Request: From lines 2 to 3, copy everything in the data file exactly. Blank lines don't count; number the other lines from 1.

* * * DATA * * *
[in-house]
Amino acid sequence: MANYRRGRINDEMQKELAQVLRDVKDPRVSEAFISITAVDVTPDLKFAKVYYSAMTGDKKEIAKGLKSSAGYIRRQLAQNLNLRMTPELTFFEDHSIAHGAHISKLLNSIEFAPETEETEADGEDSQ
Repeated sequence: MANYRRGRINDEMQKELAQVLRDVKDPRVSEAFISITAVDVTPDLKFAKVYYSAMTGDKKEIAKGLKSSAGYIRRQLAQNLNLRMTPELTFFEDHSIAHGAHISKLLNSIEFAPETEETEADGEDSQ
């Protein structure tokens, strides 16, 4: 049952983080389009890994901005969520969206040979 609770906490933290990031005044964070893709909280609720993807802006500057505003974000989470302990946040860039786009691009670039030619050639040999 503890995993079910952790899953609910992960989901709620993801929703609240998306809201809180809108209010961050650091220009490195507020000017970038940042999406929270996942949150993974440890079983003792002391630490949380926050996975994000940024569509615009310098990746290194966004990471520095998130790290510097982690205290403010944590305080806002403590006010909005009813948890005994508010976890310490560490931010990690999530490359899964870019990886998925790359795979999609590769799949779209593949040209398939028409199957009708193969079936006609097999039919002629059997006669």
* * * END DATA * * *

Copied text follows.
Amino acid sequence: MANYRRGRINDEMQKELAQVLRDVKDPRVSEAFISITAVDVTPDLKFAKVYYSAMTGDKKEIAKGLKSSAGYIRRQLAQNLNLRMTPELTFFEDHSIAHGAHISKLLNSIEFAPETEETEADGEDSQ
Repeated sequence: MANYRRGRINDEMQKELAQVLRDVKDPRVSEAFISITAVDVTPDLKFAKVYYSAMTGDKKEIAKGLKSSAGYIRRQLAQNLNLRMTPELTFFEDHSIAHGAHISKLLNSIEFAPETEETEADGEDSQ